The Musings Of An Opinionated Sod [Help Me Grow!]

How To Know You’re Improving …

A few weeks ago, I ran a planner training session – with the amazing Paula Bloodworth – in Amsterdam.

The theme of it the session was this …

When we first presented the image, you could tell a few people were wondering what the hell I was going on about.

It was a training session … designed to help planners make less mistakes, not more … but they were missing the point.

Planning isn’t about perfecting.

It’s not even about differentiating

It’s about making things happen … moving things forward … opening new possibilities … increasing value [copyright Weigel] and you don’t get to that if you just stick with the traditional approaches, practices and goals.

Of course this doesn’t mean you get to be an irresponsible dick with someone else’s money, but it does mean you have to look at problems in ways that normal approaches may not get – or even appreciate – and to do that, you need confidence.

Confidence in your abilities.

Confidence in feeling uncomfortable.

Confidence in making others feel uncomfortable.

Of course, at the end, you have to pull it all together because not only are you not going to get a client to try something without the chance of great reward, they need to know there’s method behind your madness … and while you might not always achieve the result you all wanted, ‘failing’ because you were pushing for something great is rarely failure, because not only do you all get a shitload of learnings from the exercise [learnings that can get you over the line next time] but you often end up opening a door to a World the whole industry never imagined and now wants to run full-pelt through.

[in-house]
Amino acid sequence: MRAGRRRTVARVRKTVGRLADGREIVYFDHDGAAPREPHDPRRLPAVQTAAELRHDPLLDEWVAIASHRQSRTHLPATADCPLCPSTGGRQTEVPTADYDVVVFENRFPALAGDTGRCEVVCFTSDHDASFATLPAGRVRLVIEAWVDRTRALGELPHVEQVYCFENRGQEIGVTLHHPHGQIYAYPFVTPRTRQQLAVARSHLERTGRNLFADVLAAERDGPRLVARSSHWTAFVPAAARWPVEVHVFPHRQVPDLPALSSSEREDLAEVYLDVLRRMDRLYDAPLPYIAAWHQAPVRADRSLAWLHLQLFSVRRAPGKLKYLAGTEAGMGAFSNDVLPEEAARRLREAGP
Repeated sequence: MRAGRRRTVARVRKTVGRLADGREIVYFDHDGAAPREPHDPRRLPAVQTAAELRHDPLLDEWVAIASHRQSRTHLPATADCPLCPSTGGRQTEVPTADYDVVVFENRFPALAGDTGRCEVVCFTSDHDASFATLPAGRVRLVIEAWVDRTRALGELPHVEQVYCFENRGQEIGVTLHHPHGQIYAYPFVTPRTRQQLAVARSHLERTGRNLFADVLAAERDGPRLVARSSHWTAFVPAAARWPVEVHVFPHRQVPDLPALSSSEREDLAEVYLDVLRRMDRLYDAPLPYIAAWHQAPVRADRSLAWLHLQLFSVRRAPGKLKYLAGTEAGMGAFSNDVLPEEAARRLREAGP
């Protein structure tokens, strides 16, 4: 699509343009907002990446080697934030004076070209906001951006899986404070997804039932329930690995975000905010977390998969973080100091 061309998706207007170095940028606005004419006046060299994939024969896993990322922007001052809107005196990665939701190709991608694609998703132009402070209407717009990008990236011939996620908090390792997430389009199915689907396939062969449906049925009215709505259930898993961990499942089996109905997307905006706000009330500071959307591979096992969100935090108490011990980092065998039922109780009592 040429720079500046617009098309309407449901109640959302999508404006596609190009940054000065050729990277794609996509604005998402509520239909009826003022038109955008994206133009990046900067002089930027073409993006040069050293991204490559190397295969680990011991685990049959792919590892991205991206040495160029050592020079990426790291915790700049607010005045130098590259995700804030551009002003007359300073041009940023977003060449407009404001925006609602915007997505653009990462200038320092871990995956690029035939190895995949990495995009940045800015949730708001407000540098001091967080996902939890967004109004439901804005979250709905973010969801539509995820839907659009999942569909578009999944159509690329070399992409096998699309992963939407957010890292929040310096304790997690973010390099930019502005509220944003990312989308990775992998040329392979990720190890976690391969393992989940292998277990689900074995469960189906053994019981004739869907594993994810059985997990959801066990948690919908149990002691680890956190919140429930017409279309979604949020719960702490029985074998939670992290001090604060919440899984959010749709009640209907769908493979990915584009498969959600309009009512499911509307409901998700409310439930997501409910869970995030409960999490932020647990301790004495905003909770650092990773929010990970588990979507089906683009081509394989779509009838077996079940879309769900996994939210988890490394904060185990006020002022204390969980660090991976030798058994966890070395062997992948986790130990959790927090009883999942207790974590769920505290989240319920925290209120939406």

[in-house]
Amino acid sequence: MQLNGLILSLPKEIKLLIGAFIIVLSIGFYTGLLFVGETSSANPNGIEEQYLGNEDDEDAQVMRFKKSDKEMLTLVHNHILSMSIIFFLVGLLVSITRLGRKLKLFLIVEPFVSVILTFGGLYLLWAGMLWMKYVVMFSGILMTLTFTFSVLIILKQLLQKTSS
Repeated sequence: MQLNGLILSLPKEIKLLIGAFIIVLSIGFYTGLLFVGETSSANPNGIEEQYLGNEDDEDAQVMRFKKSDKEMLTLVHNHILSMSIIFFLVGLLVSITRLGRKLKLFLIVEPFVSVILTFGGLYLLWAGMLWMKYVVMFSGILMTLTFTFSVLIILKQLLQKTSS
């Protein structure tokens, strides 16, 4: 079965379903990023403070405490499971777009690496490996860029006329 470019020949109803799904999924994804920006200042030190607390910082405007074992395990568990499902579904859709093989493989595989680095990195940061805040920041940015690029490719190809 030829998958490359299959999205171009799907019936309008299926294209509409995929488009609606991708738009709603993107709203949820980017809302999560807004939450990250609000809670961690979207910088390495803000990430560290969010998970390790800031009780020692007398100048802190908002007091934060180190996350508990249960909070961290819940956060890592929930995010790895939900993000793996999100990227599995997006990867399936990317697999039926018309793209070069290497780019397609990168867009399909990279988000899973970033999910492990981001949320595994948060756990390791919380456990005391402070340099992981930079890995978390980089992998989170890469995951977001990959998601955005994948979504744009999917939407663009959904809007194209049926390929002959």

In other words, you are pushing things forward not keeping things the same.

Which all helps explain why I believe planners should aspire to make better mistakes rather than succeed at average levels … because while consistency may get you the promotion, confidence creates the possibilities.

17 Comments so far
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Comment by Pete

Isn’t the answer to how to make better mistakes just become a planner?

Comment by DH

I am not going to turn this into a planner vs creative debate. But if I was, I’d say you get paid much better for your mistakes when you’re a creative director.

But I won’t, because I’m not immature.

Comment by Rob

I agree with confidence but for too many planners that’s all they’ve got. That’s when they become the mistake.

Comment by DH

Then they are not planners, just imposters.

Comment by George

How do I tell the difference?

Comment by DH

You’re on fire today Dave.
Or you will be if I see you with my box of matches.

Comment by Rob

I would love to hear you present this. You have such as great perspective on what makes a planner useful and how to do it.

Comment by George

What you mean is you’d love to hear Paula present this.

Comment by Rob

This is a planner blog?

Comment by Marcus

It is a lot of things, but it’s definitely not a planner blog.

Comment by Rob

I am sure the attendees found it an empowering perspective. I believe it was JFK who once said, it is only a mistake if you repeat it.

Comment by Lee Hill

I can’t think of anyone who can teach others how to make bigger mistakes.

Comment by Bazza

Did you in your session define “mistake”, perhaps with a little example from an episode that took place on a ferry between the UK and Denmark in 1985?

Comment by fredrik sarnblad

And there `I was thinking you were better than everyone else Freddie, ha.

Comment by Rob

To Lee’s point, I suppose it wasn’t actually a mistake unless you repeated it, which I very much doubt that you did (and ever will). And no, I’m clearly not better than everyone else, but just as flawed.

Comment by fredrik sarnblad

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